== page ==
With many others, I believe that Christianity requires a revolution in regards to sexuality. We must finally make peace with the fact of our physical existence and our physical relatedness to each other. It is not acceptable for us to face the world as people who are afraid and ignorant and condemning of what they do not understand.
The revolution I am talking about would have implications much wider than the issues we usually discuss under the heading of “sexuality”. With Rosemary Ruether, I believe that the way we regard our bodies has everything to do with the way we treat the planet and our fellow creatures. It has implications for racism and the relationship between the rich and the poor. It would even touch us in the United Reformed Church as we contemplate new structures, because much of the debate is focussed on how intimate we wish to be with fellow congregations and whom we will or won’t accept as bedfellows. We are seriously considering a new form of consensus decision making – again, an issue of relatedness. So it is an enormous project.
James B. Nelson puts it best for me:
Far more than genitality, our sexuality is our embodied ways of being in the world as female and male persons. With our varied gender understandings, our varied sexual orientations, our desires for deep sensuous touch with the world, our hungers for physical and emotional intimacy, we are all sexual beings from birth to death: celibate or genitally active, paired or single, living with disability or temporarily able-bodied, we are all sexual beings. And seen with the eyes of faith, human sexuality, I believe, is God’s way of calling us out of separation and loneliness into communication and communion. The bodily energy for all of our loves, the grounding of our passion for life, our possibility of mutuality and pleasure. Indeed, the sexuality of which we are speaking has such power in our lives, it is the source of such anxiety and fear, such joy, such shame, such yearning, such curiosity, it must be very close to the centre of things.
James B. Nelson,
Earl Lectures, Pacific School of Religion (Berkeley, California)
25 Jan 1994
Such a revolution cannot be legislated into existence. It cannot be imposed from outside. It comes from showing people a better way, which is where the work of CSCS has been so valuable.
In the United Reformed Church, mention of “human sexuality” immediately evokes the work we did on homosexuality in the 1990s. This began with a task group report urging the churches to take an open view of homosexuality as possibly within God’s plan for creation. The report was largely ignored. The issue came to the fore with two gay men who candidated for ministry. Both were approved for training, and one went off to college and completed his course. The other was barred from training by a college that said that they could not receive him in the absence of a URC policy about the ordination of gay and lesbian people.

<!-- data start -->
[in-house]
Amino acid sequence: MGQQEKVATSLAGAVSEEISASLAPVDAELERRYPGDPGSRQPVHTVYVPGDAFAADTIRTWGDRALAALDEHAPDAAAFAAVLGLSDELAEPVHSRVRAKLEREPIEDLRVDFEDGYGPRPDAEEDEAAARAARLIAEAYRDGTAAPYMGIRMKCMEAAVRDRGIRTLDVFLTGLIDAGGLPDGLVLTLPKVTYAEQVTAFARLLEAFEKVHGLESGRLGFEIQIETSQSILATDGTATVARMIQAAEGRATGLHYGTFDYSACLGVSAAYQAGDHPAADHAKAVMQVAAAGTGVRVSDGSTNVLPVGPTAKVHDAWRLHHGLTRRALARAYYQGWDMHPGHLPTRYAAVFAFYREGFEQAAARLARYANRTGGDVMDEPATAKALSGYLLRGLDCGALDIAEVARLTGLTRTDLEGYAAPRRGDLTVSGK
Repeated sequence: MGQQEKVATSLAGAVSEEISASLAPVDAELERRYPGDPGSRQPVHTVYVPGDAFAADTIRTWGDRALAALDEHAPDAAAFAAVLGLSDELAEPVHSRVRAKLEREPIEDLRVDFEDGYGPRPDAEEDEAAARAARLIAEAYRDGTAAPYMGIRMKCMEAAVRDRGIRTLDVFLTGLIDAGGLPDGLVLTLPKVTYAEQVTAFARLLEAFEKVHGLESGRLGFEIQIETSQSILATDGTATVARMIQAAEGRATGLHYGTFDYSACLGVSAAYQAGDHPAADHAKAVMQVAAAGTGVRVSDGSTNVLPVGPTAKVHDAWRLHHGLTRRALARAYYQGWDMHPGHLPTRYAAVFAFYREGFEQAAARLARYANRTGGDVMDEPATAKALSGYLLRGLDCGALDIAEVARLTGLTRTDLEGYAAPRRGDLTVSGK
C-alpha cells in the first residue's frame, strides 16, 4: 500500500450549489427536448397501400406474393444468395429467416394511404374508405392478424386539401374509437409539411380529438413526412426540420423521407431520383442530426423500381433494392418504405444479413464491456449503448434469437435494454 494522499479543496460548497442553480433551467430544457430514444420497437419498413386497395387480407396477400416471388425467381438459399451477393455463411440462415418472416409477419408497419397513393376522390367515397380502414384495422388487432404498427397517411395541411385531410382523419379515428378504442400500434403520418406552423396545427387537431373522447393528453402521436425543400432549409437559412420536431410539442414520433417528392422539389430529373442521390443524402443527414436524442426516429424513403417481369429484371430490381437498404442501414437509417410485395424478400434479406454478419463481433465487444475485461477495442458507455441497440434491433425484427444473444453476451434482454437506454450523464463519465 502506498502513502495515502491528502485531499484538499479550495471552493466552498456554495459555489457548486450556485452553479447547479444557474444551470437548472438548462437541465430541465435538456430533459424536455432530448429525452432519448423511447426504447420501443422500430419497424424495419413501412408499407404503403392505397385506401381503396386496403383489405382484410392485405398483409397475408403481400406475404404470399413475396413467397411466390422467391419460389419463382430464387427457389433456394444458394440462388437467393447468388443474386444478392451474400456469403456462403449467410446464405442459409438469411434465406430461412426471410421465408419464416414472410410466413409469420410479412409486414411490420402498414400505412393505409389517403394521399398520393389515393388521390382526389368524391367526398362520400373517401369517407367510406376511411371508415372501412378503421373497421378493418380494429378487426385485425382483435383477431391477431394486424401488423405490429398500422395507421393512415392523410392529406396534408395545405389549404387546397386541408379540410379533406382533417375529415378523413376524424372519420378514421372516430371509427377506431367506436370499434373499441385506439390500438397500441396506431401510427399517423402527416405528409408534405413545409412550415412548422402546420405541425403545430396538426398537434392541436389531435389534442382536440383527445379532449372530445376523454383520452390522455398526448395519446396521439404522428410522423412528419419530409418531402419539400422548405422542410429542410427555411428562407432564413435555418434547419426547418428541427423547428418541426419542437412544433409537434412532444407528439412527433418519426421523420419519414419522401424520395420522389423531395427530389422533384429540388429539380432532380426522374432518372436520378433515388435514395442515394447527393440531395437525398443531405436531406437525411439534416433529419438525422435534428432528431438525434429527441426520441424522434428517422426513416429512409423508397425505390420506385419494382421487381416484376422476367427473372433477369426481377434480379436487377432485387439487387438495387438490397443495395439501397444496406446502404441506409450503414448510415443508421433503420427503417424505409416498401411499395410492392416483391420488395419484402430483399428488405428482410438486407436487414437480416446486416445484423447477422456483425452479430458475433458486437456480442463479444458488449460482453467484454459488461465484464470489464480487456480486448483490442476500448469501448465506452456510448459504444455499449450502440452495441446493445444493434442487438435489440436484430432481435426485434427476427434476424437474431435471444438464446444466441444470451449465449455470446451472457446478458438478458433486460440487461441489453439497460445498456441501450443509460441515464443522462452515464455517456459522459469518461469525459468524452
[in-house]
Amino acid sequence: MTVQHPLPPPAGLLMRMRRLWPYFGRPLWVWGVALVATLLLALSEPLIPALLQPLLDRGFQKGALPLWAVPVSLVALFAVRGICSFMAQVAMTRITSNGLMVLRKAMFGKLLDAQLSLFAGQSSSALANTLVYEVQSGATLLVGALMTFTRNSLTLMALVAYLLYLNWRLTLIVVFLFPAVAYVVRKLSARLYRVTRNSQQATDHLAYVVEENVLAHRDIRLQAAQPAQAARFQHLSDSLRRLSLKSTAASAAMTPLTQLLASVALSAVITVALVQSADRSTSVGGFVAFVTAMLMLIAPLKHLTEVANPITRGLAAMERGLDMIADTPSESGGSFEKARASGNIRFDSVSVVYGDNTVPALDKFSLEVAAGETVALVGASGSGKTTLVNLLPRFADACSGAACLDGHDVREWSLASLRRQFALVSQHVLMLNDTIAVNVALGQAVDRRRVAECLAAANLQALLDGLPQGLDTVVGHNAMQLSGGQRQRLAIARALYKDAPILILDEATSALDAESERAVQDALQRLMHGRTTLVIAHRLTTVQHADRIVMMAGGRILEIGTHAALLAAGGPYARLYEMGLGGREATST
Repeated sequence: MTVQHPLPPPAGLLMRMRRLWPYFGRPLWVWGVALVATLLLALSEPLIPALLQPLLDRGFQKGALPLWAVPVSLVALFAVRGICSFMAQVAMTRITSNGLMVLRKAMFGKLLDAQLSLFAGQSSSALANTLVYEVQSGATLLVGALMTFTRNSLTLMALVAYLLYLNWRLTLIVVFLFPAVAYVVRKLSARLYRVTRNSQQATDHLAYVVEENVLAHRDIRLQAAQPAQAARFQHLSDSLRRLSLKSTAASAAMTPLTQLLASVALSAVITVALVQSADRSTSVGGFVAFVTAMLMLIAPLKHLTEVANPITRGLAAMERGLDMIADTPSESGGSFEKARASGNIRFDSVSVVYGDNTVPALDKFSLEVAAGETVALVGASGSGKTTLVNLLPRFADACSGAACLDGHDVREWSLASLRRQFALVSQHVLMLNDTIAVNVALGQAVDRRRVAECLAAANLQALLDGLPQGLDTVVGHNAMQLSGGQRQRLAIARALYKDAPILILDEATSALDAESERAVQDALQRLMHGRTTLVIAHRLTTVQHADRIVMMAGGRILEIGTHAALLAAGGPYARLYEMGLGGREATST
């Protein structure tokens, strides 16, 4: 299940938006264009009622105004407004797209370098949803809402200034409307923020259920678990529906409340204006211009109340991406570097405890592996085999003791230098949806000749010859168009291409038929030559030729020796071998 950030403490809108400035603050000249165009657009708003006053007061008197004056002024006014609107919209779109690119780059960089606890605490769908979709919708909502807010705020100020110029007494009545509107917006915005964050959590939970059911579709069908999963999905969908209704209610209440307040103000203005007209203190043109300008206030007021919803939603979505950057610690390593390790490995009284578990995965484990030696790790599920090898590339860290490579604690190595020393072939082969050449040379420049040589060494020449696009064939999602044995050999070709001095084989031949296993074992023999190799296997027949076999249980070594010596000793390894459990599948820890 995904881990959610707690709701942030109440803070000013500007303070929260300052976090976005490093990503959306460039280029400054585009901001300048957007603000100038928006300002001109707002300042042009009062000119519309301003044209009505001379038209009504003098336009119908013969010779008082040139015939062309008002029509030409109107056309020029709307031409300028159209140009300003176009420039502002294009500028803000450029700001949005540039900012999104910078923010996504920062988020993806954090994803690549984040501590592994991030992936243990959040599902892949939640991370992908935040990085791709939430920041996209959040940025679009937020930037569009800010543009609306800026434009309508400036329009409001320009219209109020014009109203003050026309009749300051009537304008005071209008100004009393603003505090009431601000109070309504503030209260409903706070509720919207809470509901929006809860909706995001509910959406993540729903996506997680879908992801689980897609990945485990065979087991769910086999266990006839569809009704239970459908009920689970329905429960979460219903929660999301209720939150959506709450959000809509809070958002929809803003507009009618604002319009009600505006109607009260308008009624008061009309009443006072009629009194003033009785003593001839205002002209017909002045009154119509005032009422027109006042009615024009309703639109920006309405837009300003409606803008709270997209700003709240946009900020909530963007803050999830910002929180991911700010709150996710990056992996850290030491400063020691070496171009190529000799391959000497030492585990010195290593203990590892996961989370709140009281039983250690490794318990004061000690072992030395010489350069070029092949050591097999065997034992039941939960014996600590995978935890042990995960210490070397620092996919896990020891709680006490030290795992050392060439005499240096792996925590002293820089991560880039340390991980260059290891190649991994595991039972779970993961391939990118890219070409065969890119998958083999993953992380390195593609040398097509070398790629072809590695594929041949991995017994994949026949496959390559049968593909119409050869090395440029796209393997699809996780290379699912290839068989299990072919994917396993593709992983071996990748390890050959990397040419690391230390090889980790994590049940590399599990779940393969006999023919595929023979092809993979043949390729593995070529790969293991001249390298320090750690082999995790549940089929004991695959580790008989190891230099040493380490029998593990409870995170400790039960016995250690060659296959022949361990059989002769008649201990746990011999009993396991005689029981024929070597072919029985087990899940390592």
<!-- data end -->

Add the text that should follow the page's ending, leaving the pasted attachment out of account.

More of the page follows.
Another task group was established, and we led a consultation process throughout the church, ultimately recommending various areas for further work and successfully arguing that, in the absence of a policy, the URC position should be to consider each candidate on his/her merits according to the usual discernment processes. The further work was done and General Assembly received a proposal for a policy statement which said that the URC welcomed and affirmed homosexual people within the life of church and society but could not affirm the acceptability of homosexual practice. This statement did not satisfy anybody and thus was rejected.
The position now is that the URC has no policy and has agreed to defer further consideration of the matter until 2007, a seven year moratorium. During this time discussion is meant to continue but no decision that would establish policy is to be taken. The moratorium has enabled the church to heal after the very divisive debates of the 1990s, but many people are conscious that 2007 is now just around the corner. This is one of the reasons the “consensus style” of decision making is being explored, to enable us to engage with each other more creatively in our councils when we find controversial matters on the agenda again.
In the meantime, we have been much involved in discussions about sexual abuse in the church, following the publication of CTBI’s Time for Action. The 2005 General Assembly adopted a “Charter for a Safe Church”, and work has begun in all the synods to raise awareness of issues around power, boundaries and appropriate behaviour. The United Church of Christ U.S.A. has an interesting story to tell at the moment. They hired a new communications director, and in December 2004 he launched a television advertising campaign that has transformed the church’s image for thousands of people. You can see the advert on www.stillspeaking.org. There was an initial boost of publicity from an unexpected source, as two of the three major TV networks refused to broadcast the commercial, rejecting its message of radical inclusiveness as too controversial in George Bush’s America. Thus local ministers found themselves on the radio all across the country, boldly proclaiming a gospel of acceptance and healing. To date over seven million people have visited the website, and of these, 661,000 have entered their postcode into the box that says, “Where is my nearest UCC?”
Last summer’s General Synod passed a marriage equality declaration, proclaiming that everyone should have the right to marry. Forty-nine churches (less than 1%) left the denomination in protest, but 25 new ones have joined, with another 40 enquiries underway and new enthusiasm for church planting. See www.ucc.org.